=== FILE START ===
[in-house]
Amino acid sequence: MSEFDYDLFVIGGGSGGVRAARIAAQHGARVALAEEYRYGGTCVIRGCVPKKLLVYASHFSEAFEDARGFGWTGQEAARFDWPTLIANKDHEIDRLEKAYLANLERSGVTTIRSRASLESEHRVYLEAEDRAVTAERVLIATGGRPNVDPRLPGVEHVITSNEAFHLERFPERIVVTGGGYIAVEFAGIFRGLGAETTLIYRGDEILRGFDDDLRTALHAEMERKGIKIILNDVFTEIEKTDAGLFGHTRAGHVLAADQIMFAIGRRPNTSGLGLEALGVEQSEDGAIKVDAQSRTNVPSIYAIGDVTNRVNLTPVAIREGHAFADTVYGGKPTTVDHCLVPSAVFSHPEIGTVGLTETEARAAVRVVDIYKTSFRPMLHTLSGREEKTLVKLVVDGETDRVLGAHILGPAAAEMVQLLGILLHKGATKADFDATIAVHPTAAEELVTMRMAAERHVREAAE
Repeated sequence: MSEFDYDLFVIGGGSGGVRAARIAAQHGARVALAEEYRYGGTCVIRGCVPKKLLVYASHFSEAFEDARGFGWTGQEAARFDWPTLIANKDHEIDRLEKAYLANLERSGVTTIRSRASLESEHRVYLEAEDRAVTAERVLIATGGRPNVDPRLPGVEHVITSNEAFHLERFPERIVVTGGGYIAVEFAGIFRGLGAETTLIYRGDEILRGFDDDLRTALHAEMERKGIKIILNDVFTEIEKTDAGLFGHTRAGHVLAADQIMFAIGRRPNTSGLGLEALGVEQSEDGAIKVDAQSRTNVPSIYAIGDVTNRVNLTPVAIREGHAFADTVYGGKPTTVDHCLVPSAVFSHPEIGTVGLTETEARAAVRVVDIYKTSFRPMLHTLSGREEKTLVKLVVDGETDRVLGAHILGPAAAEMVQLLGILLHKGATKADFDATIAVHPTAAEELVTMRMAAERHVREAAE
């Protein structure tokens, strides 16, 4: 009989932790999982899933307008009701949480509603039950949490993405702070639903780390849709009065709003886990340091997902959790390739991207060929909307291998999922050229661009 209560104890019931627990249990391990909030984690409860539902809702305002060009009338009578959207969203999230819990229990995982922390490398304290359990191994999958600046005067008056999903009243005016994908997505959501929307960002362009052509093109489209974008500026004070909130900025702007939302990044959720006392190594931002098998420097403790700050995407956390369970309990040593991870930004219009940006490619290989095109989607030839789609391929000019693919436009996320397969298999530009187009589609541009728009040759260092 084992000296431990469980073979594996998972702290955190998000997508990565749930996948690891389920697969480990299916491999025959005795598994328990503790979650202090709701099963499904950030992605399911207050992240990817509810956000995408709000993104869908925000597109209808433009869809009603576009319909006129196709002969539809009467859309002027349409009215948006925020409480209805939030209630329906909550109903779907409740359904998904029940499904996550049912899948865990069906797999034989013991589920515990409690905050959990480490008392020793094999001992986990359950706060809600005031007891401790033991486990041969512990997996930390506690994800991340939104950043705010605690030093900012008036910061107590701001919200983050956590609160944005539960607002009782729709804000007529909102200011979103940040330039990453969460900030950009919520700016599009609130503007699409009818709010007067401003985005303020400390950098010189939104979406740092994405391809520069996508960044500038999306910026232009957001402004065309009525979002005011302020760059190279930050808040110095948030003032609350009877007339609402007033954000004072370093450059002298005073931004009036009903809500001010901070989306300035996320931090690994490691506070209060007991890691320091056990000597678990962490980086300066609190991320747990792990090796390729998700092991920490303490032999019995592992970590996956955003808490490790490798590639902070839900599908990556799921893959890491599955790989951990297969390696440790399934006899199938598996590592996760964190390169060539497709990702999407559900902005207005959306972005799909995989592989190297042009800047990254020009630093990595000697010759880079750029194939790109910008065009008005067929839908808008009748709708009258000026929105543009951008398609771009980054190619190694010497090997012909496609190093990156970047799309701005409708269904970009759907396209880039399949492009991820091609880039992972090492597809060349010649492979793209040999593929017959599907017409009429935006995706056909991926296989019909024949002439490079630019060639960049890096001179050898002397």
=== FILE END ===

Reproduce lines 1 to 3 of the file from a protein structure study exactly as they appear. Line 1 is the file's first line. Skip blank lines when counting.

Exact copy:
[in-house]
Amino acid sequence: MSEFDYDLFVIGGGSGGVRAARIAAQHGARVALAEEYRYGGTCVIRGCVPKKLLVYASHFSEAFEDARGFGWTGQEAARFDWPTLIANKDHEIDRLEKAYLANLERSGVTTIRSRASLESEHRVYLEAEDRAVTAERVLIATGGRPNVDPRLPGVEHVITSNEAFHLERFPERIVVTGGGYIAVEFAGIFRGLGAETTLIYRGDEILRGFDDDLRTALHAEMERKGIKIILNDVFTEIEKTDAGLFGHTRAGHVLAADQIMFAIGRRPNTSGLGLEALGVEQSEDGAIKVDAQSRTNVPSIYAIGDVTNRVNLTPVAIREGHAFADTVYGGKPTTVDHCLVPSAVFSHPEIGTVGLTETEARAAVRVVDIYKTSFRPMLHTLSGREEKTLVKLVVDGETDRVLGAHILGPAAAEMVQLLGILLHKGATKADFDATIAVHPTAAEELVTMRMAAERHVREAAE
Repeated sequence: MSEFDYDLFVIGGGSGGVRAARIAAQHGARVALAEEYRYGGTCVIRGCVPKKLLVYASHFSEAFEDARGFGWTGQEAARFDWPTLIANKDHEIDRLEKAYLANLERSGVTTIRSRASLESEHRVYLEAEDRAVTAERVLIATGGRPNVDPRLPGVEHVITSNEAFHLERFPERIVVTGGGYIAVEFAGIFRGLGAETTLIYRGDEILRGFDDDLRTALHAEMERKGIKIILNDVFTEIEKTDAGLFGHTRAGHVLAADQIMFAIGRRPNTSGLGLEALGVEQSEDGAIKVDAQSRTNVPSIYAIGDVTNRVNLTPVAIREGHAFADTVYGGKPTTVDHCLVPSAVFSHPEIGTVGLTETEARAAVRVVDIYKTSFRPMLHTLSGREEKTLVKLVVDGETDRVLGAHILGPAAAEMVQLLGILLHKGATKADFDATIAVHPTAAEELVTMRMAAERHVREAAE